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Effets post-partum des hormones de grossesse.

Pregnancy hormones and post-partum effects.

Following childbirth, it is common for women to experience significant fatigue and stress. This condition is partly due to the hormonal upheavals known during pregnancy and after the baby's birth. Learn more here about pregnancy hormones and their postpartum effects.

Published February 8, 2024, by Pauline, Head of Scientific Communication — 4 min read

The primary hormones of pregnancy.

During pregnancy, women experience numerous hormonal changes that impact their daily lives. Five hormones play a particularly significant role.

  • The Human Chorionic Gonadotropin hormone (hCG) : This is a glycoprotein hormone secreted exclusively by the placenta in pregnant women. In fact, this molecule is used as a marker in pregnancy tests. hCG facilitates the implantation of the egg in the uterine lining and is also responsible for the increased synthesis of oestrogen and progesterone, two steroidal hormones impacting the daily lives of pregnant women.

  • The progesterone : it is produced every month by the corpus luteum, following the release of the egg into the fallopian tubes. Progesterone prepares the body for a possible pregnancy by strengthening the uterine lining (or endometrium), which aids in the implantation of the fertilised egg. When the egg is fertilised, progesterone helps to maintain the pregnancy and reduces the risk of miscarriage. It also works in synergy with oestrogens to stimulate the development of mammary glands in preparation for lactation.

  • Theoestrogen : during a pregnancy, the level of oestrogen can be multiplied by 1,000. These hormones are also produced by the corpus luteum and stimulate the production of new cells in the placenta, breast, and also the uterus. This notably allows the uterus to stretch so that the baby has room to grow. Oestrogens also increase blood volume, so that the embryo can receive all the nutrients and oxygen it needs.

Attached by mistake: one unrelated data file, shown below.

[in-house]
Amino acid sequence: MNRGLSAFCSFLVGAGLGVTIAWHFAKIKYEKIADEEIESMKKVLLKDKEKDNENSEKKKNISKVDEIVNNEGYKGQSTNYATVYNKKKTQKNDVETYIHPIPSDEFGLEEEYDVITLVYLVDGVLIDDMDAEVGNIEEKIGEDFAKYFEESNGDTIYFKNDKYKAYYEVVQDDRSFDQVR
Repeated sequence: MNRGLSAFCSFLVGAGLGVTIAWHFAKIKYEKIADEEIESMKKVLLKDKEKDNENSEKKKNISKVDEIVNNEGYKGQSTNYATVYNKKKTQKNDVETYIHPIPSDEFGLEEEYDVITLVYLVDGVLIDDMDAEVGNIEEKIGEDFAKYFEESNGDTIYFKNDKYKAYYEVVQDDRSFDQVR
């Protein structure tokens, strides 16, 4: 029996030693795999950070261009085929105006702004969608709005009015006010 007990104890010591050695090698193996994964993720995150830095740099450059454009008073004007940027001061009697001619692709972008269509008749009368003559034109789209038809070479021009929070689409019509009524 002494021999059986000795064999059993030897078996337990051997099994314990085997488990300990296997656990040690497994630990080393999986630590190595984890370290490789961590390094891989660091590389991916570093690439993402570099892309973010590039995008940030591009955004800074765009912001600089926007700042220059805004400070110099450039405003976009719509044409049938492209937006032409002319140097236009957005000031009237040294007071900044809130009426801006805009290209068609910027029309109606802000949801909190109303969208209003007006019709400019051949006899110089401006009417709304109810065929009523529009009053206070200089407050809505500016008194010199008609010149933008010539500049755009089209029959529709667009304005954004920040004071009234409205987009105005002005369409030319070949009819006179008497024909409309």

• Oxytocin : a significant increase in the level of this hormone is observed just before childbirth. Indeed, it is oxytocin that triggers contractions and the onset of labour. It also helps to establish the initial bond between mother and child. Oxytocin, secreted by the pituitary gland, also plays a role during breastfeeding as it promotes the ejection of milk.

  • Prolactin : The secretion of prolactin increases in the days following childbirth. This hormone enables the mammary glands to secrete colostrum, a thick orange to yellow liquid, highly nutritious for the baby. The milk production then occurs approximately three days after childbirth.

Hormonal drop and postpartum.

Following childbirth, a significant drop in hormone levels occurs. This is particularly true for oxytocin, which has been shown to play a role in the regulation of emotions and stress. Individuals suffering from depression, for example, have a low synthesis of oxytocin. Thus, the post-childbirth period can be challenging for women. In addition to adjusting to a new routine that includes the baby, they must manage this hormonal decline, which can lead to fatigue and anxiety.

The synthesis of oestrogen also drastically decreases after childbirth. However, these hormones play a role in the serotonergic system and are capable of stimulating the production of serotonin, the so-called hormone of well-being and serenity. The drop in oestrogen levels following childbirth is another factor responsible for the baby blues experienced by some women.

Finally, the decrease in progesterone exacerbates this discomfort. Indeed, one of its intermediate components, allopregnanolone, modulates theactivity of GABA receptors at the level of brain neurons. These receptors play a major role in maintaining nervous balance and are associated with certain imbalances linked to anxiety.


  • EKMEKCI T. & al. The changes in the hair cycle during gestation and the post-partum period. Journal of the European Academy of Dermatology and Venereology (2014).

  • BARRERA D. & al. Steroid hormones and pregnancy. Gynecological Endocrinology (2019).


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